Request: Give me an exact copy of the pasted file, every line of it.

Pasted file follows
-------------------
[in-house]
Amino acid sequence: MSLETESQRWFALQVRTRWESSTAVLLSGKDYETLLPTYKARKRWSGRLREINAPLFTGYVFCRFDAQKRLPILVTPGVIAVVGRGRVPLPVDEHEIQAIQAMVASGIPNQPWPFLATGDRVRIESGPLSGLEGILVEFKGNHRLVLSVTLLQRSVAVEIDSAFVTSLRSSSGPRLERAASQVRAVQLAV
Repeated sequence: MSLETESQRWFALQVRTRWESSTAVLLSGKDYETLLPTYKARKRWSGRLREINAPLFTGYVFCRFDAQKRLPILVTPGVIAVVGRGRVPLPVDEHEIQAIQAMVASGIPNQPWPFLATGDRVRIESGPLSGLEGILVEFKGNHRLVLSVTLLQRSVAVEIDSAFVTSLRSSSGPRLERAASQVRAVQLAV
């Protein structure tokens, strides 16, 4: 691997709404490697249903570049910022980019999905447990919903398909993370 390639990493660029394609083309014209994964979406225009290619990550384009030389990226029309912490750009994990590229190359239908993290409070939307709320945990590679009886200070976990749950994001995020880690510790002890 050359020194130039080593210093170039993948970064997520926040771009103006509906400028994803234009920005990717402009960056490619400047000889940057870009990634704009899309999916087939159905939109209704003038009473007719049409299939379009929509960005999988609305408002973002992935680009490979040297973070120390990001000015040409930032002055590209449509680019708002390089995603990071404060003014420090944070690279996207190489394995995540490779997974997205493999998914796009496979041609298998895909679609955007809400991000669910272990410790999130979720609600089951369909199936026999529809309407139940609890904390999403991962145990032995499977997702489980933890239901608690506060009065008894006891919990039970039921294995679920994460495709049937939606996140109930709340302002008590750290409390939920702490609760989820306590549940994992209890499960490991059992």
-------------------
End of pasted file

[in-house]
Amino acid sequence: MSLETESQRWFALQVRTRWESSTAVLLSGKDYETLLPTYKARKRWSGRLREINAPLFTGYVFCRFDAQKRLPILVTPGVIAVVGRGRVPLPVDEHEIQAIQAMVASGIPNQPWPFLATGDRVRIESGPLSGLEGILVEFKGNHRLVLSVTLLQRSVAVEIDSAFVTSLRSSSGPRLERAASQVRAVQLAV
Repeated sequence: MSLETESQRWFALQVRTRWESSTAVLLSGKDYETLLPTYKARKRWSGRLREINAPLFTGYVFCRFDAQKRLPILVTPGVIAVVGRGRVPLPVDEHEIQAIQAMVASGIPNQPWPFLATGDRVRIESGPLSGLEGILVEFKGNHRLVLSVTLLQRSVAVEIDSAFVTSLRSSSGPRLERAASQVRAVQLAV
């Protein structure tokens, strides 16, 4: 691997709404490697249903570049910022980019999905447990919903398909993370 390639990493660029394609083309014209994964979406225009290619990550384009030389990226029309912490750009994990590229190359239908993290409070939307709320945990590679009886200070976990749950994001995020880690510790002890 050359020194130039080593210093170039993948970064997520926040771009103006509906400028994803234009920005990717402009960056490619400047000889940057870009990634704009899309999916087939159905939109209704003038009473007719049409299939379009929509960005999988609305408002973002992935680009490979040297973070120390990001000015040409930032002055590209449509680019708002390089995603990071404060003014420090944070690279996207190489394995995540490779997974997205493999998914796009496979041609298998895909679609955007809400991000669910272990410790999130979720609600089951369909199936026999529809309407139940609890904390999403991962145990032995499977997702489980933890239901608690506060009065008894006891919990039970039921294995679920994460495709049937939606996140109930709340302002008590750290409390939920702490609760989820306590549940994992209890499960490991059992």